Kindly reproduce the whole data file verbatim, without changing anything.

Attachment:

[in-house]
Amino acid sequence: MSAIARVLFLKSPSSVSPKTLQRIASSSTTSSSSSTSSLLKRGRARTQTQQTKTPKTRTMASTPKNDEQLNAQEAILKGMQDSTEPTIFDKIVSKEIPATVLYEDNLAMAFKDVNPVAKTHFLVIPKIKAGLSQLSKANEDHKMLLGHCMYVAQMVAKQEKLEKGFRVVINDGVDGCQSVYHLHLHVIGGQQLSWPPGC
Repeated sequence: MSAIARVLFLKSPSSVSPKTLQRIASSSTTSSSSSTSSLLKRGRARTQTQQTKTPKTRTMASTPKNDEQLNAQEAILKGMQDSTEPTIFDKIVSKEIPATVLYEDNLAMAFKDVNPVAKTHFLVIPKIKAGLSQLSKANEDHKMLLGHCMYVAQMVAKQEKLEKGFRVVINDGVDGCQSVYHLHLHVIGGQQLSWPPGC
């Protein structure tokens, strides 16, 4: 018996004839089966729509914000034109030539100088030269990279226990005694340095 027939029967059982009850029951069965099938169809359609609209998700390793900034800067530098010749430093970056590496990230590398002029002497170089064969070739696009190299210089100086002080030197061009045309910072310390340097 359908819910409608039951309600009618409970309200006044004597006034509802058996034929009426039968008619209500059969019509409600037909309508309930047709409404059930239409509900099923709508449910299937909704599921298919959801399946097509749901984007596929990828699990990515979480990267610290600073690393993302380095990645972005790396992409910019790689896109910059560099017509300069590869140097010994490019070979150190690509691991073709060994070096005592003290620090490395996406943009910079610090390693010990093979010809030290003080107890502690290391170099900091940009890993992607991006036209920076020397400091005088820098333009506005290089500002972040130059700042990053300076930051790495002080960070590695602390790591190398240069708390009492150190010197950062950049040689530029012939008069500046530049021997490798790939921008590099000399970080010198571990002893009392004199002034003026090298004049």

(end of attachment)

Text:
[in-house]
Amino acid sequence: MSAIARVLFLKSPSSVSPKTLQRIASSSTTSSSSSTSSLLKRGRARTQTQQTKTPKTRTMASTPKNDEQLNAQEAILKGMQDSTEPTIFDKIVSKEIPATVLYEDNLAMAFKDVNPVAKTHFLVIPKIKAGLSQLSKANEDHKMLLGHCMYVAQMVAKQEKLEKGFRVVINDGVDGCQSVYHLHLHVIGGQQLSWPPGC
Repeated sequence: MSAIARVLFLKSPSSVSPKTLQRIASSSTTSSSSSTSSLLKRGRARTQTQQTKTPKTRTMASTPKNDEQLNAQEAILKGMQDSTEPTIFDKIVSKEIPATVLYEDNLAMAFKDVNPVAKTHFLVIPKIKAGLSQLSKANEDHKMLLGHCMYVAQMVAKQEKLEKGFRVVINDGVDGCQSVYHLHLHVIGGQQLSWPPGC
């Protein structure tokens, strides 16, 4: 018996004839089966729509914000034109030539100088030269990279226990005694340095 027939029967059982009850029951069965099938169809359609609209998700390793900034800067530098010749430093970056590496990230590398002029002497170089064969070739696009190299210089100086002080030197061009045309910072310390340097 359908819910409608039951309600009618409970309200006044004597006034509802058996034929009426039968008619209500059969019509409600037909309508309930047709409404059930239409509900099923709508449910299937909704599921298919959801399946097509749901984007596929990828699990990515979480990267610290600073690393993302380095990645972005790396992409910019790689896109910059560099017509300069590869140097010994490019070979150190690509691991073709060994070096005592003290620090490395996406943009910079610090390693010990093979010809030290003080107890502690290391170099900091940009890993992607991006036209920076020397400091005088820098333009506005290089500002972040130059700042990053300076930051790495002080960070590695602390790591190398240069708390009492150190010197950062950049040689530029012939008069500046530049021997490798790939921008590099000399970080010198571990002893009392004199002034003026090298004049």